World biz and more as seen from India

Monday, July 25, 2005

Mirror mirror on the wall...

Ok so I’m hooked to Mumbai Mirror - but then who isn’t?

The Reason: Not because I find it really useful as a tabloid - or a newspaper, but rather because it comes free!

Mirror mirror on the wall... or rather mirror mirror on the newsstand, is the reception quite grand?

Branding has never failed to escape my attention or my interest.....add a bit of consumer psychology to it - and you’re ready with the purrrfect recipe for a new post!

Mumbai Mirror is the latest offering from Bennett Coleman, the largest print media establishment in India. Simply put, it’s a tabloid - for those who are Midday loyalists. However, Times of India cannot afford to be seen or heard as down market, they avoid the 'tabloid' terminology like the plague, and call it 'compact'.

However, the main focus is the mini-war that’s setting in the skies of the newsprint industry - with Hindustan Times' Mumbai edition and DNA from the Zee-Bhaskar Group combine dressing up for the kill. OOH (Out of Home) advertising is on the rampage with huge banners and billboards flocking the city.

Times does seem to have done its homework on the human psychology, especially of the average Mumbaikar - who wants useful news, along with lots of glamour and glitz, a few Sodukus, a neat crossword, not to forget my favorite - Astro predictions for the week, and yea - typical tabloid type entertainment.

In the era where the average executive looks for a quick glance through his favorite daily or business yellows, while he is on the move, a tabloid might not seem to be the ideal choice for a company like Times. But then there are issues other than that which the smart marketer might recognise!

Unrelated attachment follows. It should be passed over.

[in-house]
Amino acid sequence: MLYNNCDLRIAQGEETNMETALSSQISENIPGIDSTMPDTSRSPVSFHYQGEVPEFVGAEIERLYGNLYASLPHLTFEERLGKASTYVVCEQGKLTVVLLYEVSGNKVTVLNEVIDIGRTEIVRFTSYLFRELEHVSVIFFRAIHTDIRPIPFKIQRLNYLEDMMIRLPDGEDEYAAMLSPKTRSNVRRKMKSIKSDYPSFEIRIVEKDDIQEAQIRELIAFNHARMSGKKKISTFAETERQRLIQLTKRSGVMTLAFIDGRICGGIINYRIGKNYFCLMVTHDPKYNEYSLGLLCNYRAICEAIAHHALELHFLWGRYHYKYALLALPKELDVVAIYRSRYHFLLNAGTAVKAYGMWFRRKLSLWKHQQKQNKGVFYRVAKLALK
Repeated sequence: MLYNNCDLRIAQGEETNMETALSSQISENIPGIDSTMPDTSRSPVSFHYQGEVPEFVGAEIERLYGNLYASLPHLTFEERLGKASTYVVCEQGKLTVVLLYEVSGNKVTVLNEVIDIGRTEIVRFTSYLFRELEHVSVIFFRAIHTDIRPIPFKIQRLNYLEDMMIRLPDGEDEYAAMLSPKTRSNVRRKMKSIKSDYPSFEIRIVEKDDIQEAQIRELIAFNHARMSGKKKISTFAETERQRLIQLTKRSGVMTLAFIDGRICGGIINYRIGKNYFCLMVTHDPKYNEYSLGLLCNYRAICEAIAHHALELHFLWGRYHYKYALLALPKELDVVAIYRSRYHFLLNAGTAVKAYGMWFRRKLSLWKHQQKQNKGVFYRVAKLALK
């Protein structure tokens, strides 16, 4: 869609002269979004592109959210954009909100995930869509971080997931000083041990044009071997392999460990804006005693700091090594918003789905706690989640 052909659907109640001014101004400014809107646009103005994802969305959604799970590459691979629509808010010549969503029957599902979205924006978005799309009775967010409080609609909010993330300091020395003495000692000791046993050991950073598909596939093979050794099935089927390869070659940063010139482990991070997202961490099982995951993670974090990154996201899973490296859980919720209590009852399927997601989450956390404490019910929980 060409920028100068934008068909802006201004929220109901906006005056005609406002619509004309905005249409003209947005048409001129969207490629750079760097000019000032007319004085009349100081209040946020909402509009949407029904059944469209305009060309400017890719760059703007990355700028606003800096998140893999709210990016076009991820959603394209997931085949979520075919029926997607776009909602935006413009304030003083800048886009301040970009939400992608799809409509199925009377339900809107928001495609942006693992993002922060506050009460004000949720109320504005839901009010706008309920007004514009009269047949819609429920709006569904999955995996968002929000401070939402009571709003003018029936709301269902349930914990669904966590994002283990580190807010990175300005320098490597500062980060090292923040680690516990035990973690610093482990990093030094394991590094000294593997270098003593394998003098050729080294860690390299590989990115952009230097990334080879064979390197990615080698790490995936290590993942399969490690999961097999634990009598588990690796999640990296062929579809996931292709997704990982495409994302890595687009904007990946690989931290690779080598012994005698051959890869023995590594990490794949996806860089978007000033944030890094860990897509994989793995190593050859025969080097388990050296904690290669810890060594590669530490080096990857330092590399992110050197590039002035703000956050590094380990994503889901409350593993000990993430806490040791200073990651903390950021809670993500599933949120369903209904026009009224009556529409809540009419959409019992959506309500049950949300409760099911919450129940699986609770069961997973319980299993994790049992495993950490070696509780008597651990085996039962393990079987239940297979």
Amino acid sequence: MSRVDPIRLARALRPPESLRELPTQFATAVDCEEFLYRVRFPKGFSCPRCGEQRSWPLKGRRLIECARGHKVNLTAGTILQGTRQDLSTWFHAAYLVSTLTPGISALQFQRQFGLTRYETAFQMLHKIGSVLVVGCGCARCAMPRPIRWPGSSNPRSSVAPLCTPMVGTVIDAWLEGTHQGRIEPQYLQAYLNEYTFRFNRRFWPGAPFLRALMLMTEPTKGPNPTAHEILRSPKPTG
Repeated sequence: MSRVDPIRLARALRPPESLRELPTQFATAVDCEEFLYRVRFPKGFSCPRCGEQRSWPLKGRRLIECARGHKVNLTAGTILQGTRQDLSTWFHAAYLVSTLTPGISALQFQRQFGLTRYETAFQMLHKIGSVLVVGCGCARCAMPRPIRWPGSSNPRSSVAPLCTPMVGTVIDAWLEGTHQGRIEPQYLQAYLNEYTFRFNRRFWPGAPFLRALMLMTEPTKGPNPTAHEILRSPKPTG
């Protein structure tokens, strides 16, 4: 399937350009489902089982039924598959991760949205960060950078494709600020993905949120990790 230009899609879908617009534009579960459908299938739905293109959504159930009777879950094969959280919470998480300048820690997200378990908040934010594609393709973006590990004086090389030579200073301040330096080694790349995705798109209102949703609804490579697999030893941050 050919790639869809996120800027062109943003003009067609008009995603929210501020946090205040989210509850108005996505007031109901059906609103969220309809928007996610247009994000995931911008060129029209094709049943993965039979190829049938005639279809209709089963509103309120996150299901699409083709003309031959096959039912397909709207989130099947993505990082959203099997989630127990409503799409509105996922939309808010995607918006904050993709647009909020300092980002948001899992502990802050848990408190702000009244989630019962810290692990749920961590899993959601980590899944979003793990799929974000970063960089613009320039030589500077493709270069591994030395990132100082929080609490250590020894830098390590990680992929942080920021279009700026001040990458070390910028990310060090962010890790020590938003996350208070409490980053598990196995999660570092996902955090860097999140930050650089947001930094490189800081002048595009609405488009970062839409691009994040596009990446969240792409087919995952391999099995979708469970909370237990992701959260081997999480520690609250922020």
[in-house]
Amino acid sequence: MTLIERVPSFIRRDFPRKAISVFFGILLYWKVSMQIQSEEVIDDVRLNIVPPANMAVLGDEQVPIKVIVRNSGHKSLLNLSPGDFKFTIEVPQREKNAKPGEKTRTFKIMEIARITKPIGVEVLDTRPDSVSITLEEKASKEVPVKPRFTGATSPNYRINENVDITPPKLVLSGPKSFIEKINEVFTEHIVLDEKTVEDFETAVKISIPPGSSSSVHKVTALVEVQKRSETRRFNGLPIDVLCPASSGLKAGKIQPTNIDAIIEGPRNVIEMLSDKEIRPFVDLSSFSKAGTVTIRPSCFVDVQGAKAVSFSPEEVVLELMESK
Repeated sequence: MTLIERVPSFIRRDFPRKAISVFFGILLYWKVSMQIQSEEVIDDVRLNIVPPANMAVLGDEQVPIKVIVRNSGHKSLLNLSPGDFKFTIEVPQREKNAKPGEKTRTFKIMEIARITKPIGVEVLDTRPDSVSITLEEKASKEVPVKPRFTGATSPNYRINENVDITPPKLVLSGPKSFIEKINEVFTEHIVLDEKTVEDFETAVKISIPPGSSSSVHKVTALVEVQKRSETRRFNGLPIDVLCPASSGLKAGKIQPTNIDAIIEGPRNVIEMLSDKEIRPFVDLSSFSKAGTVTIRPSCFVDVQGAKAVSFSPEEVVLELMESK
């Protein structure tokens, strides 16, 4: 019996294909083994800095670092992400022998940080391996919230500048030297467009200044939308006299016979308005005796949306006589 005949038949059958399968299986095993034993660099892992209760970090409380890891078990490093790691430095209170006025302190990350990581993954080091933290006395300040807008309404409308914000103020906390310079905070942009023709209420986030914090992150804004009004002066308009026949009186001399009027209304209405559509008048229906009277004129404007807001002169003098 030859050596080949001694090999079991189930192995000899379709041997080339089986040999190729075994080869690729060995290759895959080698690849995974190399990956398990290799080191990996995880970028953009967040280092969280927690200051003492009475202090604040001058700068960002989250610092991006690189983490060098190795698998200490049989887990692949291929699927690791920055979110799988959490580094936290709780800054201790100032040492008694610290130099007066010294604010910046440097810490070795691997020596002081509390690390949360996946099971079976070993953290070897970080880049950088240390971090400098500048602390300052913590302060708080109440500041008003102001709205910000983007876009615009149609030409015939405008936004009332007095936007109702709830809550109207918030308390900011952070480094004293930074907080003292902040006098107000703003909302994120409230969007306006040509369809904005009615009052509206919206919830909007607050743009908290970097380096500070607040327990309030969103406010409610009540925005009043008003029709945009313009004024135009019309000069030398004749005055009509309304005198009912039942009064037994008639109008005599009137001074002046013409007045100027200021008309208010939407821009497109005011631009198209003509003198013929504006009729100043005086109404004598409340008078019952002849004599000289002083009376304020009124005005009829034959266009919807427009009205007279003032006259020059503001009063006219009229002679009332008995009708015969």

They say that you get free lunches only in mousetraps. Well here is one set for the customer - will he fall for it? The tabloid (my apologies to the Times group for calling it that!) seems to be focusing on one key aspect of consumer psychology in the Indian market - if it’s free, it will be accepted!

Even the Mercedes driven, Armani clad households of today certainly don’t mind anything free! Add some news, some gossip (actually lots of it), and a free goodie every now and then - VOILA! You’ve got a winner in your hands!

The Times group seems to be trying to get the most out of the "give it to me for free" mindset of the average Indian consumer, with a keen interest in the marketing basics underlying it...

Kotler might agree if I mentioned, "Habits define consumer purchase traits as much as brand preferences". If I were used to purchasing Brand X (for some reason which I cant even pinpoint!), I would continue to use it and be hesitant to change over unless there is enough incentive to switch brands.

This is something that can be called "Consumer Inertia", where the average consumer would like to stick to his brand X, even if Brand Y offers the same attributes or benefits! This has been one of the key reasons why "Maintaining customer loyalty" has become a key issue in today's market scenario.

Here is where I believe my definition of a customer gets some meaning in addition to sounding nice – “A customer, is one an accustomed user”. By this I mean someone who is using your brand not just because of its utility, but also because this Brand X has been in use since ages, and wont like to switch brands for some reason he cant pinpoint exactly!

Coming back to the Times plans, I strongly believe that their philosophy includes making the reader used to reading their ‘tabloid’ to such an extent that once it stops coming free with the daily TOI, the customer would actually like to go to the newsstand and ask for his copy of ‘his brand’.

This strategy looks to be an interesting one, as compared to competitor DNA’s quest to prove that their newspaper is one that has been built over an extensive survey of readers, so as to provide news that you can actually use. DNA as most Mumbaikars might recollect, carried out an extensive survey, followed by which it is now offering the DNA membership card, and a newscopy at subsidized rates to patrons.
Will the reader follow his DNA or simply stare at the Mirror on the wall??? Only time will tell…